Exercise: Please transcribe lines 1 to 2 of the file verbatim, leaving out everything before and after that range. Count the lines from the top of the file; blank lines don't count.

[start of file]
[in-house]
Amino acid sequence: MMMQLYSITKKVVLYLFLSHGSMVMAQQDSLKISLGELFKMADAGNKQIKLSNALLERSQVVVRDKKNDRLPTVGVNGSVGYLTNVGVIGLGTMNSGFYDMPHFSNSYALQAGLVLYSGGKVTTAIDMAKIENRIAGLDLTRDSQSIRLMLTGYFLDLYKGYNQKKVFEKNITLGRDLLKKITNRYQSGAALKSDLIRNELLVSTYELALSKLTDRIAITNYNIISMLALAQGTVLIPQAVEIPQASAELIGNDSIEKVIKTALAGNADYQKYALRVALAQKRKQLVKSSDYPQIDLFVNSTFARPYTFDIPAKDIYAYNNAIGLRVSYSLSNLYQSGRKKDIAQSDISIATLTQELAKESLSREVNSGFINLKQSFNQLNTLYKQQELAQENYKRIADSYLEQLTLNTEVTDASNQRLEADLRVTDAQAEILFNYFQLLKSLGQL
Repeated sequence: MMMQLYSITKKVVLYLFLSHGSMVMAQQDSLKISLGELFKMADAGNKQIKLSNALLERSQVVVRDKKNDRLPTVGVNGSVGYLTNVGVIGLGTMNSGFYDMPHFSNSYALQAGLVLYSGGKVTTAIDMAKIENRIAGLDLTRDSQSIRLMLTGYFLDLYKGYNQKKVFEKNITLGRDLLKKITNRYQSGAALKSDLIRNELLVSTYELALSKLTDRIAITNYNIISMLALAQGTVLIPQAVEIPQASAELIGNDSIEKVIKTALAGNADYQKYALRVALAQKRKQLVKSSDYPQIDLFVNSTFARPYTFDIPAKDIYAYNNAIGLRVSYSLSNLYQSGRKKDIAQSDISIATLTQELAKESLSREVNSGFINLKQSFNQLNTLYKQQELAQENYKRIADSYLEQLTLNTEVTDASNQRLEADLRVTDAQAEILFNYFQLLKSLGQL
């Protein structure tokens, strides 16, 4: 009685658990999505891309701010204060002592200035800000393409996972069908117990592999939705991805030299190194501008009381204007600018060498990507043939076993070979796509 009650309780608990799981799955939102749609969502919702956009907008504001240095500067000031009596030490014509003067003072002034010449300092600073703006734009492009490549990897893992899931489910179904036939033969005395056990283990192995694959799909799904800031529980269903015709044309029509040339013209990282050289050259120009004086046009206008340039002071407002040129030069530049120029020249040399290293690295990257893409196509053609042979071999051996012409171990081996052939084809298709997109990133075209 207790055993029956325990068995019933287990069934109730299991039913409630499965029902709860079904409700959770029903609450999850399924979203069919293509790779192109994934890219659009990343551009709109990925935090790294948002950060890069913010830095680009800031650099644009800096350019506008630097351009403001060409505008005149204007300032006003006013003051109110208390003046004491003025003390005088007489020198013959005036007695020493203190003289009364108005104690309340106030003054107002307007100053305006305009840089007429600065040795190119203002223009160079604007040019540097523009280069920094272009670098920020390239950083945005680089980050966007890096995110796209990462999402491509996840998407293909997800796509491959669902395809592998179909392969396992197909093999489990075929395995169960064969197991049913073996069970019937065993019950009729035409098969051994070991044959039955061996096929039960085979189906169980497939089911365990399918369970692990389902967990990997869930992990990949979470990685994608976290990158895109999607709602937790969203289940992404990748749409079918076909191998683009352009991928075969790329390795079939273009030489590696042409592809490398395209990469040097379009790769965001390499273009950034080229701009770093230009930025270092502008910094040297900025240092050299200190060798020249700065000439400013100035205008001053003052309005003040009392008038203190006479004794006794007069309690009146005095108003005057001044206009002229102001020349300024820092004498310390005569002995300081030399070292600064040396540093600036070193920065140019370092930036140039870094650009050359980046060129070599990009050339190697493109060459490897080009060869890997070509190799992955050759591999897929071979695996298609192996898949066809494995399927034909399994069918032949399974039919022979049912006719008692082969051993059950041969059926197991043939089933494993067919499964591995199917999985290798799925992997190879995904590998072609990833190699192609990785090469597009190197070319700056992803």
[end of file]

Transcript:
[in-house]
Amino acid sequence: MMMQLYSITKKVVLYLFLSHGSMVMAQQDSLKISLGELFKMADAGNKQIKLSNALLERSQVVVRDKKNDRLPTVGVNGSVGYLTNVGVIGLGTMNSGFYDMPHFSNSYALQAGLVLYSGGKVTTAIDMAKIENRIAGLDLTRDSQSIRLMLTGYFLDLYKGYNQKKVFEKNITLGRDLLKKITNRYQSGAALKSDLIRNELLVSTYELALSKLTDRIAITNYNIISMLALAQGTVLIPQAVEIPQASAELIGNDSIEKVIKTALAGNADYQKYALRVALAQKRKQLVKSSDYPQIDLFVNSTFARPYTFDIPAKDIYAYNNAIGLRVSYSLSNLYQSGRKKDIAQSDISIATLTQELAKESLSREVNSGFINLKQSFNQLNTLYKQQELAQENYKRIADSYLEQLTLNTEVTDASNQRLEADLRVTDAQAEILFNYFQLLKSLGQL